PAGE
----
April 9, 2017
Harry Potter & Saag Paneer
Have you ever set your mind to something? Like really felt strongly about a particular thing, to the point that it caused you to change your behavior one way or another?
Today, my husband and I were eating lunch at an Indian restaurant. I went to the buffet, filled my plate with all sorts of delicious options and was enjoying a big bite of chana masala when it occurred to me that not too many years ago this lunch experience would not have been possible.
I was probably in my late twenties the first time I tried Indian cuisine. There's an Indian restaurant in Knoxville called Sitar and my husband loves it. He has been a fan for many years. Since I first met him really. Early on in our relationship, he started trying to get me to dine there with him. We'd be driving down Kingston Pike away from the University of Tennessee campus (where I lived and worked).
All along the way we'd pass different restaurants looking for a place to have dinner. And inevitably, we'd approach this particular spot and he'd excitedly say, "Oooh, how about Sitar!?!?!"
And every time, this was my response: "I'm sorry honey...I just don't do Indian."
Perhaps you're wondering if I had a bad experience with Indian food in the past that caused me to avoid it. That's just not the case. In fact, I had never had any experience with Indian food. Growing up in a small southern town, I had been exposed to American style Chinese food and a little bit of Thai cuisine. But no Indian. Somewhere along the way I developed a notion that curry was gross. Mind you, this wasn't based on any sort of experience I'd ever had with it...just an idea that sprung up in me.
One of my biggest regrets in life is not trying Indian food during my first trip to London. I had just graduated from high school and my traveling companions and I were staying in an area with lots of Indian restaurants around. One night my dear friend and I walked past many probably incredible bistros and cafes because I was dying to have...wait for it...Subway. Gawd, I'm embarrassed just typing it. But I was young and homesick and wanted something that tasted familiar. Ugh. I'll never make that mistake again.
So after years and years of refusing to try Indian food, I finally gave in. I accompanied my husband to Sitar and was surprised to find many things I liked. Nearly everything. After that I was hooked. It's one of our favorite things and we've even learned to make several Indian style dishes at home.
But what does this have to do with the boy wizard? When I was in college, I had a friend named Stephanie. I still do, but life has happened and we never get to see each other, which makes me sad. Miss you Stephanie! Anyway, Stephanie loved Harry Potter. LOVED. IT. And I thought it was so silly. I couldn't figure out what the draw was. I couldn't figure out why a 20-something college girl would be into these fantasy books for children. Four of the books had already been published and the films began coming out during that time as well. I teased Stephanie all the time about her HP obsession.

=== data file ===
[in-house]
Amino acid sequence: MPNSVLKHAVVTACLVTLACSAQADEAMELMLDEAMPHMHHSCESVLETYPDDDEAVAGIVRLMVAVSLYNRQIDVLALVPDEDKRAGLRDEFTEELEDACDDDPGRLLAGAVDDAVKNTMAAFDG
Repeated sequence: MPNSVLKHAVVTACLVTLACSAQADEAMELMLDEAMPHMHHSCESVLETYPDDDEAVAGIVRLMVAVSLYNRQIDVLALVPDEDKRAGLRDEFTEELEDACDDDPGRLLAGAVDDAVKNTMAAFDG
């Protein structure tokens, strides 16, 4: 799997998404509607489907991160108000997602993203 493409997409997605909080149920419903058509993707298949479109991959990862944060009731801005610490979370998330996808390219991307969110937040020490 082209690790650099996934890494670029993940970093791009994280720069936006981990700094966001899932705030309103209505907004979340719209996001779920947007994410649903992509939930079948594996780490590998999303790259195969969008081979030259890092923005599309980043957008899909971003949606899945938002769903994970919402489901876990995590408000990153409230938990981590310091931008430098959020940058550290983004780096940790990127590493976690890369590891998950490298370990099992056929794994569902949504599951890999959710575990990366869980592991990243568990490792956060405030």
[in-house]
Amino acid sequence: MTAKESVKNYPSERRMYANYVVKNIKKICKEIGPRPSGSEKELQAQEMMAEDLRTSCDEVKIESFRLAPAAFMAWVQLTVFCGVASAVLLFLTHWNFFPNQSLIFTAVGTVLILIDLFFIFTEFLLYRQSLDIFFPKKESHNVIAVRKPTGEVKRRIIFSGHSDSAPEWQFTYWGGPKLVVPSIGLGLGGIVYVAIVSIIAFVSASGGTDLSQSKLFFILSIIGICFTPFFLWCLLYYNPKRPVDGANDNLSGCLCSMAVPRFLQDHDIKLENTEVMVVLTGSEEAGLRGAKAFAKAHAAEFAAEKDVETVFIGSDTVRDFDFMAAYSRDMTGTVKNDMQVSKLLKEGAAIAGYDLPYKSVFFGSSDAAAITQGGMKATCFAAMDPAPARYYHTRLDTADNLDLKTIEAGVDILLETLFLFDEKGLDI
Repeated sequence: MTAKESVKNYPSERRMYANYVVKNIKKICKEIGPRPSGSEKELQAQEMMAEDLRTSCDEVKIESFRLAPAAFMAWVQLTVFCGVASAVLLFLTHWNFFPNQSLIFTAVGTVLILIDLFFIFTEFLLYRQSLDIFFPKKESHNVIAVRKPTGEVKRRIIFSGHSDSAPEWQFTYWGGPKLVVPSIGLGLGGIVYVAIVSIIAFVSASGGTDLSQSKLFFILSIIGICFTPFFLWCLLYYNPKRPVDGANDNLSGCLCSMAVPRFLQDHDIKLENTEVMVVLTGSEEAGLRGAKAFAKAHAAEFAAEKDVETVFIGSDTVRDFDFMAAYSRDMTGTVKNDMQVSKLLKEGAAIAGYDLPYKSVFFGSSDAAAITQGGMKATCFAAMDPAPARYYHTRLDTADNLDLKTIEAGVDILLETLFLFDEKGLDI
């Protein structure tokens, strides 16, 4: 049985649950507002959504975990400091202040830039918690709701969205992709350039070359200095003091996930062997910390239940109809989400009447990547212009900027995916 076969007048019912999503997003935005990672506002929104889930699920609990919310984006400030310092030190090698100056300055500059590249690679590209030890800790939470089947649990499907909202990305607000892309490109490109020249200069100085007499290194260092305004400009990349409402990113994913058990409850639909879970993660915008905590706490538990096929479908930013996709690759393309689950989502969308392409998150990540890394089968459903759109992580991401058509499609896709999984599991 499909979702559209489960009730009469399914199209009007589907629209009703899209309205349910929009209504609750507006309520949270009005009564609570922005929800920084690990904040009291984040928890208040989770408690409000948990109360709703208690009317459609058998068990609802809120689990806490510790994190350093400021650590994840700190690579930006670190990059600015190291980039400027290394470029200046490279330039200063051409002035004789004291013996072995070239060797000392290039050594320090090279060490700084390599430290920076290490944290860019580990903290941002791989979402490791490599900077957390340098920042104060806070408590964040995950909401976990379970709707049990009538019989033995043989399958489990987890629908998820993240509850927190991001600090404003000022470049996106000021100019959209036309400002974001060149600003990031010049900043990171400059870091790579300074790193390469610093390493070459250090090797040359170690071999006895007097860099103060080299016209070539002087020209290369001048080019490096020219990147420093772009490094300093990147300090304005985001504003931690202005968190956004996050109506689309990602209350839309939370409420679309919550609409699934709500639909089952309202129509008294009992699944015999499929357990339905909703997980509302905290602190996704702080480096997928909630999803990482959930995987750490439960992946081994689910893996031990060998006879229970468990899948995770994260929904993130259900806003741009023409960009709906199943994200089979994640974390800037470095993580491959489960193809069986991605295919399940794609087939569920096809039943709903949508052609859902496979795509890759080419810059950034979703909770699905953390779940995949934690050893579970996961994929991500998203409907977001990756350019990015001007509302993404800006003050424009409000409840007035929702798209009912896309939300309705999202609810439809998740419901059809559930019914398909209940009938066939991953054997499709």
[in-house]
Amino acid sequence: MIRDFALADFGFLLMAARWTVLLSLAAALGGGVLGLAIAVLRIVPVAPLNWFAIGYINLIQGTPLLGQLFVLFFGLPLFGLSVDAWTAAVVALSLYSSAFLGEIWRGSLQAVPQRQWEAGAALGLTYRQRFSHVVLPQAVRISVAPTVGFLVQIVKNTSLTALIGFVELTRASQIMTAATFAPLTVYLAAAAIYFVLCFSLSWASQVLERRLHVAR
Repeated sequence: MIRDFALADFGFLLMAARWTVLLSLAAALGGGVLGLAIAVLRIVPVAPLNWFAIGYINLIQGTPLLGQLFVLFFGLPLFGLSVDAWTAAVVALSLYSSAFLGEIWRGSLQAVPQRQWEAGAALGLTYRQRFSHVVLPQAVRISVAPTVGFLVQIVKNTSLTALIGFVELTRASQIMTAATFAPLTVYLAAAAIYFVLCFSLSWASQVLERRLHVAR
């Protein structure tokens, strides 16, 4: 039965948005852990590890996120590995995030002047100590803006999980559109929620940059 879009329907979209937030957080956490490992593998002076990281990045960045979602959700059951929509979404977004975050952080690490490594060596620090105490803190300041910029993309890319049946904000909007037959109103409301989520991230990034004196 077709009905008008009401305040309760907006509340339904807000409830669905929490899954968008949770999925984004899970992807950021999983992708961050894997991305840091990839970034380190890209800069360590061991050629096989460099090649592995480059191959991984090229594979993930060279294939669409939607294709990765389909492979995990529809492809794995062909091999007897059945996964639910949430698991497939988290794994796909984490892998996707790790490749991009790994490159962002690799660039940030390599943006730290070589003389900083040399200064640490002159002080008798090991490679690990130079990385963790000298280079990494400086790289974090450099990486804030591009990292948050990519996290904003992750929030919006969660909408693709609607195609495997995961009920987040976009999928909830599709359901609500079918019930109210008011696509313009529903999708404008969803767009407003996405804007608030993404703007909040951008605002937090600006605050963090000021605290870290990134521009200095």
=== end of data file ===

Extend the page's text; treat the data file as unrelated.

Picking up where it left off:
A few years later, after I had graduated and started working at UT, I met my friend Reid. We were both art history majors who loved to read. One of our professors told us she and her young son were reading the Harry Potter book series together. Reid asked me if I'd read the books and I told him I'd never been able to figure out what was so great about them.
"You just have to read them," he said. "I can't believe you haven't read them." I think he even went home on his lunch break and brought back his copy of the Sorcerer's Stone for me to borrow.
"Start reading this tonight," he said.
I didn't have anything else to do and I was curious why he felt so strongly, so I gave it a chance.
I read the first book in one sitting. I read for hours, late into the night, until I got to the last page. I was hooked. I couldn't believe what I had been missing all that time. Stephanie was right. Reid was right. Millions of other people too. I had set my mind against something for no reason other than my own preconceived notion and it cost me. Thankfully I was able to remedy that. When The Deathly Hallows came out in 2007, I stood in line at the bookstore in the middle of the night to get my copy. I went straight home and read it from cover to cover. And I still love watching the films over and over again.
There was no reason for my aversion to either Harry Potter or Indian food. Both started as a small idea. And because I kept feeding both, they grew into a belief system. That those things weren't for me.
How many other wonderful things do we miss out on experiencing because we have set our mind against them? How many people could completely and totally enrich our lives if we'd let them in? Instead we've decided there are certain things, certain people, certain ways of being that aren't for us.
But what do we really know about them anyway? In my case, nothing. I had based my beliefs on a bunch of silly ideas that ended up being hogwash. I don't just tolerate Indian food or Harry Potter...I love them! They are two of my most favorite things in the world. And I can't imagine a life without either one. As silly as it might sound, both have enriched my life. I think it's important to keep this in mind...and continue to challenge ourselves. Continue to try things we thought we were against. We might just be surprised with the outcome.